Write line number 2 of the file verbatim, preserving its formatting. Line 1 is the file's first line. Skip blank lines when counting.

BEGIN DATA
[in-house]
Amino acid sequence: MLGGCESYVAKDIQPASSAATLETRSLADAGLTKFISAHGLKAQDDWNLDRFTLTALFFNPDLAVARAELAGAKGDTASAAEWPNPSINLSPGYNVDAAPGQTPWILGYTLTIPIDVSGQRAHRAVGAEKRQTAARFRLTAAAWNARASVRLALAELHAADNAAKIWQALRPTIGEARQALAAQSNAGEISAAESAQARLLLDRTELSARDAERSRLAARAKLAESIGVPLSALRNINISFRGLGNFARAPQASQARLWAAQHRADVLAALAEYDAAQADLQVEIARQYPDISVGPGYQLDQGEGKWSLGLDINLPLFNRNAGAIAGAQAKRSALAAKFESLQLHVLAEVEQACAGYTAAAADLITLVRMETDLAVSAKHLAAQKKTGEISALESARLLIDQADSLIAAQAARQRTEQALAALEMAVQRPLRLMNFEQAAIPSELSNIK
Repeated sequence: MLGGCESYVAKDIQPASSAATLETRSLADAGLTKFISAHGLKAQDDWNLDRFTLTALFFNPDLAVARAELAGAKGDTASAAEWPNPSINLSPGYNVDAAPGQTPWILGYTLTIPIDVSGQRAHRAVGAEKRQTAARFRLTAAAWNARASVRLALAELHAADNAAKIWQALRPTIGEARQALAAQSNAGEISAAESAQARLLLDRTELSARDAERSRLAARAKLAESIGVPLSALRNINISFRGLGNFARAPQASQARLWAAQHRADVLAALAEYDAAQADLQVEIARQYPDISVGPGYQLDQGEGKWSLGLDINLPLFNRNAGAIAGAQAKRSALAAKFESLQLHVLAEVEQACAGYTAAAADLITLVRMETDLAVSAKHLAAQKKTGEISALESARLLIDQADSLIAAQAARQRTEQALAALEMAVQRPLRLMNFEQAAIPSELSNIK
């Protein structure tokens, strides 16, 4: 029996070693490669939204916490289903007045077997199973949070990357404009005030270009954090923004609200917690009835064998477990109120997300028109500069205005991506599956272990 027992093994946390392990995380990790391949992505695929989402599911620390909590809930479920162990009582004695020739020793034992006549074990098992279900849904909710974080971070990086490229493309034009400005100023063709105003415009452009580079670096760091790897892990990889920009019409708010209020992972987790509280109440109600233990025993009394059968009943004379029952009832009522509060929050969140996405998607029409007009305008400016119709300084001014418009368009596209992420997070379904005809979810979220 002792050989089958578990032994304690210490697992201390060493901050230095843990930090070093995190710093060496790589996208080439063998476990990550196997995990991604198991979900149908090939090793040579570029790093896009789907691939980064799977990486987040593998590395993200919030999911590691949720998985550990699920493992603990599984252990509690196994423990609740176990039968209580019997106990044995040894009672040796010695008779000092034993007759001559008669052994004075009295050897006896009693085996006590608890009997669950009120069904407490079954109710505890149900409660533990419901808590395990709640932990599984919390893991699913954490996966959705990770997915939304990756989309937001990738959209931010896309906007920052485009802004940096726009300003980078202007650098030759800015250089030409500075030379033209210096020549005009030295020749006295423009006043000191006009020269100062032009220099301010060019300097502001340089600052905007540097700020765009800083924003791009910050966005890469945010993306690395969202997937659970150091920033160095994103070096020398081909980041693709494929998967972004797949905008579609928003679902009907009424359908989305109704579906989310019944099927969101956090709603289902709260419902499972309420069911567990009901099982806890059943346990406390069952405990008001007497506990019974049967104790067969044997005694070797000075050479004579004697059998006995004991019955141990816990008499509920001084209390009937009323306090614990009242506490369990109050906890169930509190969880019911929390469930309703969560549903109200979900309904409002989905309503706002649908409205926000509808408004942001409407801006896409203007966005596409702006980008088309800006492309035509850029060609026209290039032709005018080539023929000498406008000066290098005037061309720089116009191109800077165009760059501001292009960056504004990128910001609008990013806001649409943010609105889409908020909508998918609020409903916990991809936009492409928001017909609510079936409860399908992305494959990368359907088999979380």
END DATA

Amino acid sequence: MLGGCESYVAKDIQPASSAATLETRSLADAGLTKFISAHGLKAQDDWNLDRFTLTALFFNPDLAVARAELAGAKGDTASAAEWPNPSINLSPGYNVDAAPGQTPWILGYTLTIPIDVSGQRAHRAVGAEKRQTAARFRLTAAAWNARASVRLALAELHAADNAAKIWQALRPTIGEARQALAAQSNAGEISAAESAQARLLLDRTELSARDAERSRLAARAKLAESIGVPLSALRNINISFRGLGNFARAPQASQARLWAAQHRADVLAALAEYDAAQADLQVEIARQYPDISVGPGYQLDQGEGKWSLGLDINLPLFNRNAGAIAGAQAKRSALAAKFESLQLHVLAEVEQACAGYTAAAADLITLVRMETDLAVSAKHLAAQKKTGEISALESARLLIDQADSLIAAQAARQRTEQALAALEMAVQRPLRLMNFEQAAIPSELSNIK